When I arrived in Jerusalem during Chol HaMoed Sukkos of last year, I came with my husband, a six-week-old baby, and a mix of confidence and complete denial.
In the months since we first decided that we would spend my husband’s second year of rabbinical studies in Yeshiva University’s Gruss Kollel in Bayit Vegan, Jerusalem, a lot happened.
Perhaps most notably, we now had a real, live baby and all the baggage — both literal and figurative — that came with her. By the time we came to Israel, six-week-old Adira had already been on three flights. She was a pro, and we were painfully aware that our days of breezing through security without juggling a stroller, car seat, diaper bag, and a baby were over.
Both my husband and I spent a year after high school studying in yeshiva and seminary, respectively, and we had fond memories of that time: inspiring Torah learning, impressive teachers, fabulous friends, and plenty of time to roam around the country, heading off to new places for Shabbos with just a bag over our shoulders and not a care in the world.
This time, it was different. Suddenly, I was more or less a stay-at-home mom, spending long mornings in our tiny apartment trying to figure out how to entertain an always-screaming infant, lugging said infant to classes at Nishmat twice a week, in an effort to rediscover my adult brain, learning how to navigate bumping my stroller up onto buses without needing to accept the solicitous offer of the ubiquitous soldier, who’d reach out a hand to help me.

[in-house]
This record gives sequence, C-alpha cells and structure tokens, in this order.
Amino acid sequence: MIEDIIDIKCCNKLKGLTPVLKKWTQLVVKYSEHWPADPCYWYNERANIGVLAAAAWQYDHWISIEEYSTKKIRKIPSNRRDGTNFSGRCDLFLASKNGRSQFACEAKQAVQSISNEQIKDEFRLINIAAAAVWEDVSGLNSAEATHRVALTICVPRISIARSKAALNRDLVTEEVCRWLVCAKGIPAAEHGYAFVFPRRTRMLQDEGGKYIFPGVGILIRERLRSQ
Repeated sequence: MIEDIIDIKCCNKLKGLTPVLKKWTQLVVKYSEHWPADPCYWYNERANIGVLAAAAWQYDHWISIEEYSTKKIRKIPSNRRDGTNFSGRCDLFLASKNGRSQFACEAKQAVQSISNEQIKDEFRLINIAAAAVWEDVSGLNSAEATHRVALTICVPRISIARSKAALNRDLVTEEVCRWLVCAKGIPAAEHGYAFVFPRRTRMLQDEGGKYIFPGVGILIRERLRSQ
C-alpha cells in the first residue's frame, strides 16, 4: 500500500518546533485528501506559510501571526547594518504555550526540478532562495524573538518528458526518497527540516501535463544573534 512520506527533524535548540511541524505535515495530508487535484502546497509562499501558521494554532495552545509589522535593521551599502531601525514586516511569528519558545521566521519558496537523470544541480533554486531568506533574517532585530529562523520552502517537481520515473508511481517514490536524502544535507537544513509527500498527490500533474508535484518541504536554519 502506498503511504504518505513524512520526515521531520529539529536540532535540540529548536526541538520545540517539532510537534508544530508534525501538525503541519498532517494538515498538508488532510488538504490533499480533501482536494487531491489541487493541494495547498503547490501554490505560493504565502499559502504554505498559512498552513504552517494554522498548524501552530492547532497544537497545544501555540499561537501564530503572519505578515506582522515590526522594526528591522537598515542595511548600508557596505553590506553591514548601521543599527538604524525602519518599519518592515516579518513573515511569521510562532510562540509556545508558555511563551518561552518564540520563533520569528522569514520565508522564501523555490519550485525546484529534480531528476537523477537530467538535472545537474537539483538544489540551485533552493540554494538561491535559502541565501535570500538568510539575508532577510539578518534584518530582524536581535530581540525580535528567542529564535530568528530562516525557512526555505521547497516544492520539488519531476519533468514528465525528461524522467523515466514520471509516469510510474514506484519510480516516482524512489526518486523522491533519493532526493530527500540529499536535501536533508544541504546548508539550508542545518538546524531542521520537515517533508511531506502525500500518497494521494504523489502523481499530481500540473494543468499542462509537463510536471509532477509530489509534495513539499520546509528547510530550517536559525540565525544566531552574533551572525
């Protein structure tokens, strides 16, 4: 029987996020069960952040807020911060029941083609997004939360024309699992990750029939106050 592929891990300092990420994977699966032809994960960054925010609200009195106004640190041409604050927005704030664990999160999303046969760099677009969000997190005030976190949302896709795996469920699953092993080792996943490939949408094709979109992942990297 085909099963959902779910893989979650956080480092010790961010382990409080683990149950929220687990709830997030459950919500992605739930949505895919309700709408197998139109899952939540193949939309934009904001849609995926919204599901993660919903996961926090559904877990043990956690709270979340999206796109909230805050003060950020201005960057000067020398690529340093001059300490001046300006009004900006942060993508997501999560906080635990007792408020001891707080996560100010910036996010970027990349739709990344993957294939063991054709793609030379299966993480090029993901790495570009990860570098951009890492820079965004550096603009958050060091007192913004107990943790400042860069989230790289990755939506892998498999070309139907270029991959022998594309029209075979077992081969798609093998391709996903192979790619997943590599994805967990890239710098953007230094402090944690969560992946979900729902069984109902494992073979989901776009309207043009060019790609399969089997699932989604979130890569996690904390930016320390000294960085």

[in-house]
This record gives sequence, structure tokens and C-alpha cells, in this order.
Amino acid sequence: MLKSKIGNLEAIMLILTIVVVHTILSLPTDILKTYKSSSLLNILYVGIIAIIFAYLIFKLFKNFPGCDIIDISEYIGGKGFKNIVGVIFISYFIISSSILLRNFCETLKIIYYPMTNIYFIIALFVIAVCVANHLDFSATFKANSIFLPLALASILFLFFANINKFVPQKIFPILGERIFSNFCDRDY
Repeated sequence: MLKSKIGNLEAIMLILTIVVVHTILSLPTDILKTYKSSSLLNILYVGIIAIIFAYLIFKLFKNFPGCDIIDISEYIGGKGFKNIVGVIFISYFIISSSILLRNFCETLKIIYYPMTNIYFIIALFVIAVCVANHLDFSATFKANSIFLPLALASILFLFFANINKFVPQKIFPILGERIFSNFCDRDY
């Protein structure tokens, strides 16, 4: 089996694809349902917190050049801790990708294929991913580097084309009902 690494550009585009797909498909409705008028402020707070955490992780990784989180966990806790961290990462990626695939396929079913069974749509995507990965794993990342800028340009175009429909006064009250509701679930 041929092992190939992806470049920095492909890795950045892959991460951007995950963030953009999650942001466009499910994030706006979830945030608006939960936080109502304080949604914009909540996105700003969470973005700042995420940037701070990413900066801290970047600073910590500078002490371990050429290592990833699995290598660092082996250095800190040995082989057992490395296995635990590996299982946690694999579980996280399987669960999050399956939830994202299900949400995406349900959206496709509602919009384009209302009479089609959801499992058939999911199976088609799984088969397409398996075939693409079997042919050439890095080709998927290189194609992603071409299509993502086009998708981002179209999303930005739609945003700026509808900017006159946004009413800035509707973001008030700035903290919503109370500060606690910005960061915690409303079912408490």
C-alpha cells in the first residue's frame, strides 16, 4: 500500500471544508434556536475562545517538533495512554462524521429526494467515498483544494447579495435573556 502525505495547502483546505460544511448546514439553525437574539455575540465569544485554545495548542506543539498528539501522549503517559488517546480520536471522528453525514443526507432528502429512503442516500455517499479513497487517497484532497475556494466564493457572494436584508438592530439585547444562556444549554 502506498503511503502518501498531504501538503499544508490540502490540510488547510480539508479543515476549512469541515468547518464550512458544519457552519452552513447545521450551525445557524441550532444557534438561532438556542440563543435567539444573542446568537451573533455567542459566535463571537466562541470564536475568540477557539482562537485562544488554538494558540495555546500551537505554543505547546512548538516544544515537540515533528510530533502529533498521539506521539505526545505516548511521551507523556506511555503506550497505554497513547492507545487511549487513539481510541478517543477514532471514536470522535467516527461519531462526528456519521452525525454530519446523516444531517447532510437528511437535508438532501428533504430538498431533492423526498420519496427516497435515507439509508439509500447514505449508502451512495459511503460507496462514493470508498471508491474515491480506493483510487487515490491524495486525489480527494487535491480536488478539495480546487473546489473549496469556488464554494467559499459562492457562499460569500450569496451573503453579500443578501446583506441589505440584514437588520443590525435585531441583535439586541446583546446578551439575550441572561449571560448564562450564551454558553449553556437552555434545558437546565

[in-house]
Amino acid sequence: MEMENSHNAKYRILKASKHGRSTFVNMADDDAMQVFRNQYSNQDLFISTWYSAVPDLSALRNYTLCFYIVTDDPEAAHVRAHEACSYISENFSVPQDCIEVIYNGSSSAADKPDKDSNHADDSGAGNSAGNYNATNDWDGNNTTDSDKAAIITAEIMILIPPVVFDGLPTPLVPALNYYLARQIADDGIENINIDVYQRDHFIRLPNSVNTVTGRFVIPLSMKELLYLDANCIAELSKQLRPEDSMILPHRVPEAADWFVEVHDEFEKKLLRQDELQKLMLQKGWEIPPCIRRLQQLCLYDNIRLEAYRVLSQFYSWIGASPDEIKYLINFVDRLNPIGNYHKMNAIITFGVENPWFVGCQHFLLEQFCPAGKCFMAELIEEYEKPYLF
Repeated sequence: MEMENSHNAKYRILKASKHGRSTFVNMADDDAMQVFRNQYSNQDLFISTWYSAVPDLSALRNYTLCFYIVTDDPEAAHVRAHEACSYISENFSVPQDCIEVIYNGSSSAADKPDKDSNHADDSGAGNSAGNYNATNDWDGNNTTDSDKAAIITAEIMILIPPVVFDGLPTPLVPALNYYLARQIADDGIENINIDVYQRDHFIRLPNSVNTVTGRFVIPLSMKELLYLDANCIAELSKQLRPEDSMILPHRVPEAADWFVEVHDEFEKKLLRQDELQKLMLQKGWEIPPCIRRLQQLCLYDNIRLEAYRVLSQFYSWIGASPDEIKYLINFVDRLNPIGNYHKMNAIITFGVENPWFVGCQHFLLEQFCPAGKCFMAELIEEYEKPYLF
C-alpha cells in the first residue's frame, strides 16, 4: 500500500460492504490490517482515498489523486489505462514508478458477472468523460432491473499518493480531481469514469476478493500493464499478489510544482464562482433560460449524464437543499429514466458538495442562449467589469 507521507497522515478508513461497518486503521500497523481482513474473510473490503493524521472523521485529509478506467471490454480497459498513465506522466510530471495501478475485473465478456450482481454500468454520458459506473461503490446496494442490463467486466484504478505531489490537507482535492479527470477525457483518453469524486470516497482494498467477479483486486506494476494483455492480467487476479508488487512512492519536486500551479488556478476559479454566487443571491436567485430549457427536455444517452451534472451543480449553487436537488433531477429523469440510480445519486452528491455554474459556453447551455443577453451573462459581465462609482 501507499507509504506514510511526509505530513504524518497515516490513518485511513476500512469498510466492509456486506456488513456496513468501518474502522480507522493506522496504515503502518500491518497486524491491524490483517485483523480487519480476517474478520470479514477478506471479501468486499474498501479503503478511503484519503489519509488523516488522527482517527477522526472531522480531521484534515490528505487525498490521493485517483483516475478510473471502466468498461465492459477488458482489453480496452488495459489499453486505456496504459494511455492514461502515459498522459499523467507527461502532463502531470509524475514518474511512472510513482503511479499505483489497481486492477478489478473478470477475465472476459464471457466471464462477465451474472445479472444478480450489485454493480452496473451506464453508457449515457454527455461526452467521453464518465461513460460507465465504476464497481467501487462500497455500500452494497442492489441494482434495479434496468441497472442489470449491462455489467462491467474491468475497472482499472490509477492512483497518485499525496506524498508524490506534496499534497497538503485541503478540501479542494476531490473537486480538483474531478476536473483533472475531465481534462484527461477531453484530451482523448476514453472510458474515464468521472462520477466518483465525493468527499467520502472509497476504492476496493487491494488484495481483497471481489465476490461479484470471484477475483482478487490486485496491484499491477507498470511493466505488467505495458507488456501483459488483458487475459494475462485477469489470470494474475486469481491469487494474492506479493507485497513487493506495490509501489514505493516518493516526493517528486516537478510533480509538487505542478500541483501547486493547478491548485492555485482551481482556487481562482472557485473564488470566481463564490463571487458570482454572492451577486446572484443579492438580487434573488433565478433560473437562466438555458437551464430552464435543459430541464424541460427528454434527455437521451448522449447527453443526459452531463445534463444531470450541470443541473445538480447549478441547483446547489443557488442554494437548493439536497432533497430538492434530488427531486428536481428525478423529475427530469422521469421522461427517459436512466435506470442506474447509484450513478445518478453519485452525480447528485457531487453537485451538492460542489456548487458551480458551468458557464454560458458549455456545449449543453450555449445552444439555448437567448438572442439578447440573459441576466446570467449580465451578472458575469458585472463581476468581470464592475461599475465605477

I learned that living in Israel with a baby and a husband in a tiny apartment was a lot less like seminary and a lot more like real life. I learned how to smile and nod when one savta on the light rail inquired as to whether my baby, dressed appropriately for the broiling hot weather in a short sleeve onesie, wasn’t perhaps cold, while the savta a few seats over wondered whether my baby wasn’t perhaps hot in her socks, that in weather like this one must always put a hat on babies (“Here, take mine.”). I learned that even if Adira was wearing her cutest, girliest get-up, dressed in head-to-toe pink, someone would still coo at her and ask, “Chamud oh chamudah?”
I learned that my stroller was better than any bubby cart I could tote around the shuk, that if I put my baby in the carrier, I could easily load the stroller up with a week’s worth of groceries. I learned that there were plenty of fellow bus passengers who were willing to entertain my efforts at speaking Hebrew and some who instantly sized me up as an “Amerikani” and saw me as the perfect excuse to brush up on their English.